A security firm revealed today that mysql.com, the central repository for widely-used Web database software, was hacked and booby-trapped to serve visitors with malicious software. The disclosure caught my eye because just a few days ago I saw evidence that administrative access to mysql.com was being sold in the hacker underground for just $3,000.
Web security firm Armorize stated in its blog that mysql.com was poisoned with a script that invisibly redirects visitors to a Web site that uses the BlackHole exploit pack, an automated exploit toolkit that probes visiting browsers for a variety of known security holes.
“It exploits the visitor’s browsing platform (the browser, the browser plugins like Adobe Flash, Adobe PDF, etc, Java, …), and upon successful exploitation, permanently installs a piece of malware into the visitor’s machine, without the visitor’s knowledge,” say the researchers. “The visitor doesn’t need to click or agree to anything; simply visiting mysql.com with a vulnerable browsing platform will result in an infection.”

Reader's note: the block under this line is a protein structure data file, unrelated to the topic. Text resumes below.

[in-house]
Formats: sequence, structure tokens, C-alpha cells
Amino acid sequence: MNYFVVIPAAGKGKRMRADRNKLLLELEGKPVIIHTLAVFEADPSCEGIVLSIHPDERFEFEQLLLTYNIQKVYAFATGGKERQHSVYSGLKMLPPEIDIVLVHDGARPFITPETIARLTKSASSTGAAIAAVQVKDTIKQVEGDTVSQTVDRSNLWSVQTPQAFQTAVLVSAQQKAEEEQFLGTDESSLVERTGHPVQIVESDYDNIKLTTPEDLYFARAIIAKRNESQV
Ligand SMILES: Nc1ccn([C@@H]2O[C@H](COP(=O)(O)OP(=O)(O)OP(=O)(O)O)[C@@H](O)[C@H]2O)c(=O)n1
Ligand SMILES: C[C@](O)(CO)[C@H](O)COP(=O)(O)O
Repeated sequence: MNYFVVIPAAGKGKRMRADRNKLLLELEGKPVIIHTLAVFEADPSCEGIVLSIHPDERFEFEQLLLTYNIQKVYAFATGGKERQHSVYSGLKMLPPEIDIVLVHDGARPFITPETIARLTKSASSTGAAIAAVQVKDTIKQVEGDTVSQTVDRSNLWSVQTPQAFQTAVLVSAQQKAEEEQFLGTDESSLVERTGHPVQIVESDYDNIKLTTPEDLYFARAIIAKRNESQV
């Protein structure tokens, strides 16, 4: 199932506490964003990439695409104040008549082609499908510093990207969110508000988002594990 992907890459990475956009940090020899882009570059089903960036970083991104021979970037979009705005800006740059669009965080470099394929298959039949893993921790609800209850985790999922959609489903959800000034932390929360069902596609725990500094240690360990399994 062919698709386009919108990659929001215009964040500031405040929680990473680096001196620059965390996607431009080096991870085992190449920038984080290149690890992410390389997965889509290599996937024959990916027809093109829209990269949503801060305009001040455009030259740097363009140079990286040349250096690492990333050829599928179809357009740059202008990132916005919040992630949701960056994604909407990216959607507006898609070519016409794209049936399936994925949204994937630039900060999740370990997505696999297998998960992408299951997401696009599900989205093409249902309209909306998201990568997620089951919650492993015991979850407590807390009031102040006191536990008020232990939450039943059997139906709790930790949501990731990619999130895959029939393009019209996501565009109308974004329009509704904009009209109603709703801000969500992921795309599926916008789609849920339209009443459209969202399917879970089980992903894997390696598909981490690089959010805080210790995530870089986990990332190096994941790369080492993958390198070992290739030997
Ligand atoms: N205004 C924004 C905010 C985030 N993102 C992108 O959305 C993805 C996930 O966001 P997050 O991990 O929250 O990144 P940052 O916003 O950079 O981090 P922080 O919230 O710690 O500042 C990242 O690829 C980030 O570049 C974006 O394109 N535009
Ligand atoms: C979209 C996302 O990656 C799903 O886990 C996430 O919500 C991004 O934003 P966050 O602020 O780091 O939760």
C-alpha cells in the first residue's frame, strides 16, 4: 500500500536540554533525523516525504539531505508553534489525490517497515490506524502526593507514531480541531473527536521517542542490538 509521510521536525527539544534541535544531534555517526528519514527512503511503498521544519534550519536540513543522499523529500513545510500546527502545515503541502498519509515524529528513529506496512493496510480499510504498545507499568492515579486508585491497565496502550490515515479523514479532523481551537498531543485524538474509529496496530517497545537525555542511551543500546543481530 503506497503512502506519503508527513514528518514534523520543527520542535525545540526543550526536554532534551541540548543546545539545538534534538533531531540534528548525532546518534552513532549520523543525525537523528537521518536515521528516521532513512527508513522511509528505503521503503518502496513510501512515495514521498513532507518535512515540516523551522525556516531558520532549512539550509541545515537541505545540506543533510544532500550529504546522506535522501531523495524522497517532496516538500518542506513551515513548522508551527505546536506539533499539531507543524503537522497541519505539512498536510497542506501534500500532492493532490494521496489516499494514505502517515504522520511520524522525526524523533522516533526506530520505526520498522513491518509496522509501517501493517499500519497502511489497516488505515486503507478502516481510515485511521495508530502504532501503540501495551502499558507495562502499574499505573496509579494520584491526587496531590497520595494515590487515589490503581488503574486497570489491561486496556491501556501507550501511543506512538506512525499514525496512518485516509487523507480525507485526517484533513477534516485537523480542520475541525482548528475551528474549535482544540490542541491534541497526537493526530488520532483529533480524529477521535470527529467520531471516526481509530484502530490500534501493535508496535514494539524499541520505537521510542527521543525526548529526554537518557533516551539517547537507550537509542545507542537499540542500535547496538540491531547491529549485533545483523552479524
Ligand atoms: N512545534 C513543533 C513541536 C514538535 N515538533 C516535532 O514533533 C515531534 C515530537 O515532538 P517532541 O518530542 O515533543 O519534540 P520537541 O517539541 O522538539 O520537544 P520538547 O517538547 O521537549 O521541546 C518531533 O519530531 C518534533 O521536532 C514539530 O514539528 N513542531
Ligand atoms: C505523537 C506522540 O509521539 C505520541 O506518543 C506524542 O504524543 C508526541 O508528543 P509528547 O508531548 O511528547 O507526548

Late last week, I was lurking on a fairly exclusive Russian hacker forum and stumbled upon a member selling root access to mysql.com. As part of his pitch, which was published on the criminal forum Sept. 21, the seller called attention to the site’s daily and monthly stats, and posted screen shots of a root login prompt in a bid to prove his wares.
The seller, ominously using the nickname “sourcec0de,” points out that mysql.com is a prime piece of real estate for anyone looking to plant an exploit kit: It boasts nearly 12 million visitors per month — almost 400,000 per day — and is ranked the 649th most-visited site by Alexa (Alexa currently rates it at 637).